His sire was one of the best stayers of his generation but Peltzer’s future appears to be over shorter courses with the colt demolishing a smart field of juveniles at Randwick.
A son of So You Think, Peltzer ($11) bounced to the front for Kerrin McEvoy and extended his advantage in the straight to score by 1-3/4 lengths over Overlord ($6.50) in Saturday’s Central Coast Mariners Handicap (1200m).
Elizabeel ($7) held on for third another half-neck away.
A $260,000 Magic Millions purchase, Peltzer is not a typical example of So You Think’s progeny and is built to sprint, not stay, according to his trainer Gerald Ryan.
“As a type, I always thought he was a 1400-metre horse,” Ryan said.
“He is not a So You Think 2000-metre horse, he is a fast So You Think.”
The colt is now undefeated in two starts and holds a nomination for the Group One JJ Atkins in Queensland next month.
But Ryan is lukewarm on a trip to Brisbane and may instead spell Peltzer and bring him back for the better three-year-old races in the spring.
“I’m not sure about Brisbane,” Ryan said.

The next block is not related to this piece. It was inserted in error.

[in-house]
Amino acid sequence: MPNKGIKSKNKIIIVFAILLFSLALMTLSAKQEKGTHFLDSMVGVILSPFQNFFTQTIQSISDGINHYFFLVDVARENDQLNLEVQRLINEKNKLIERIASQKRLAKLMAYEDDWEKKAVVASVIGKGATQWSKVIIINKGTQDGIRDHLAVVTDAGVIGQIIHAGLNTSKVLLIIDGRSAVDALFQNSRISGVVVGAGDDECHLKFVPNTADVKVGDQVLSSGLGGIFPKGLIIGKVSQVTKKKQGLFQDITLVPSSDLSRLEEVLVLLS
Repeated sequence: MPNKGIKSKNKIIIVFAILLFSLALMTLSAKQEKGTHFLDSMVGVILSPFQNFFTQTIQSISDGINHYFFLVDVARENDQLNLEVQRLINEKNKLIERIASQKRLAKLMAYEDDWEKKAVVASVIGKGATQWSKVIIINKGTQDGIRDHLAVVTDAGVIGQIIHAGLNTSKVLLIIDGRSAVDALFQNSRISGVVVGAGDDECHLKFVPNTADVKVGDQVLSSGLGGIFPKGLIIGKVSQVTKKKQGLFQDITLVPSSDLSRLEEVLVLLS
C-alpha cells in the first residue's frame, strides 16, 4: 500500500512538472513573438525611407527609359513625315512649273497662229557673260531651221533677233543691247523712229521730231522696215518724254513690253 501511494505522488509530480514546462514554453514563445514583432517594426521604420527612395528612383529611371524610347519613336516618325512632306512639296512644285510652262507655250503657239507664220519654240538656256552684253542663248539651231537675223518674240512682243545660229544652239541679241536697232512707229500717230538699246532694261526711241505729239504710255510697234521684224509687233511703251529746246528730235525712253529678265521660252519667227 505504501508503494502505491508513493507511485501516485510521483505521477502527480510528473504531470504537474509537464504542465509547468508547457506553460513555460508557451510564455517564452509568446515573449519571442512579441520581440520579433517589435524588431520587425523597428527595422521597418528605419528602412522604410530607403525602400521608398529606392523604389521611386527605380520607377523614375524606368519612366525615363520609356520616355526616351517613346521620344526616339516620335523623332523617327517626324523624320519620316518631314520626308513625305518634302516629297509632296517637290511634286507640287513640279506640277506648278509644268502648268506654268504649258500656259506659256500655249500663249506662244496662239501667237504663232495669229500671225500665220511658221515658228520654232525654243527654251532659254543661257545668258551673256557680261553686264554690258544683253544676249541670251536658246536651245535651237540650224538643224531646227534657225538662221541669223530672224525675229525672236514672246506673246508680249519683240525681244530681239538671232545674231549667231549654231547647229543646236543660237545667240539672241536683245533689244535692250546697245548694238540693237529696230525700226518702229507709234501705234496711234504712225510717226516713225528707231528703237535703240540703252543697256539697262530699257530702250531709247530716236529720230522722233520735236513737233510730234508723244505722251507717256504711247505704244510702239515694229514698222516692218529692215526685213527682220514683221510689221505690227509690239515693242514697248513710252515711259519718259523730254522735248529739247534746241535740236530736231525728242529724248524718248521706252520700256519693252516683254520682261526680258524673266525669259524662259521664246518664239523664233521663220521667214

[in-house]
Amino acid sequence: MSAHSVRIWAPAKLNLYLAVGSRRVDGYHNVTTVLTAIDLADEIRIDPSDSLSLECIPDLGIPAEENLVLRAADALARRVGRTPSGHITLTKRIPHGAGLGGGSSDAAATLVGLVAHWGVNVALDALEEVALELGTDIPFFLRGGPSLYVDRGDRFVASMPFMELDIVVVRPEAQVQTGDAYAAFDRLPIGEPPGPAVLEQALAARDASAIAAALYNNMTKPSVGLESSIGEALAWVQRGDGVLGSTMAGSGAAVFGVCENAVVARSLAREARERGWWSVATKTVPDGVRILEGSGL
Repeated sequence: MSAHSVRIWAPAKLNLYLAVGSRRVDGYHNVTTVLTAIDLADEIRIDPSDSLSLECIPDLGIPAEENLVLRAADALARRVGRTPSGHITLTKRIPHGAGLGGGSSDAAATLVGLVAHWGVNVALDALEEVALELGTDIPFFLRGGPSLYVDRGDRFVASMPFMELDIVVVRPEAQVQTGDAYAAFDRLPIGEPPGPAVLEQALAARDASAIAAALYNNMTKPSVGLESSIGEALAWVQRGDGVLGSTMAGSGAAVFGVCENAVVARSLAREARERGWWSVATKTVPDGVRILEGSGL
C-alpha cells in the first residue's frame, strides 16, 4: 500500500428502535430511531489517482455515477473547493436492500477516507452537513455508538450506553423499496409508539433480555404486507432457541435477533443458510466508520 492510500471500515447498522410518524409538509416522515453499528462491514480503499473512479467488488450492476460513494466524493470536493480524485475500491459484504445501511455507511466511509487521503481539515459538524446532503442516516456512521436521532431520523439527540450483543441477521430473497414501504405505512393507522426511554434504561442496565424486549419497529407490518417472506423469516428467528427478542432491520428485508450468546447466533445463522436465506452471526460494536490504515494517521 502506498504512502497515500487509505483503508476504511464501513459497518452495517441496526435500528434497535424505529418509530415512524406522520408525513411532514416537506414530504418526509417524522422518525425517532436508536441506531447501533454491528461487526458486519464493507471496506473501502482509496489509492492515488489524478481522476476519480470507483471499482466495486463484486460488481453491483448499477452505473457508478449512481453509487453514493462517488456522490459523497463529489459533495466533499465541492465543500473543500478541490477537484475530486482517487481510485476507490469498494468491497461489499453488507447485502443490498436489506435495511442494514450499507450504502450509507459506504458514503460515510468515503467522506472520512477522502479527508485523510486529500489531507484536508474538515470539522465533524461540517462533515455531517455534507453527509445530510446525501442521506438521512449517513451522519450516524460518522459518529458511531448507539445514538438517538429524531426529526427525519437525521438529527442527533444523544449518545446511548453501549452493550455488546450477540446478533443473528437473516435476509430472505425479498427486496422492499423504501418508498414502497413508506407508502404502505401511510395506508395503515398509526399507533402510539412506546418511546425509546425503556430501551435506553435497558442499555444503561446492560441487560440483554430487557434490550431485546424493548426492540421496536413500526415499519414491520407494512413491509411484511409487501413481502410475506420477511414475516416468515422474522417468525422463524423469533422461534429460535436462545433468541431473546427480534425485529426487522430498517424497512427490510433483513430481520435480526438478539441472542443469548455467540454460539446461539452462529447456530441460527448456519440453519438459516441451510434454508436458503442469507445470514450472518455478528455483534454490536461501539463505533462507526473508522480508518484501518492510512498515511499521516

“I do think he is worth setting for a race like the Golden Rose and if you do go to Brisbane then you have to get them back into work by mid-June.”
Runner-up Overlord turned in an eye-catching effort, making good late ground along the fence after trailing the field early.
Bearing a striking resemblance to his Group One-winning dam Red Tracer, who was also trainer by Chris Waller, Overlord is set to travel to Queensland with Waller believing it will help his development.
“I do think he is still a ‘prep’ away but a trip to Brisbane might help him mature,” Waller said.
“There is a race over 1300-metres at Randwick in two weeks where he will probably go to next and we will see how he goes. The same for Kukeracha.”
Overlord’s stablemate Kukuracha finished fourth with favourite Kinloch fifth.
Ryan did not anticipate Peltzer leading but said it showed the colt had another string to his bow.
“I was a bit surprised he led but Kerrin had no choice,” Ryan said.
“I have a lot of time for the horse.
“He has done something I don’t like doing, that is backing up a two-year-old 12 days after their first start.
“But he did so well I decided to come here today and give him a crack.”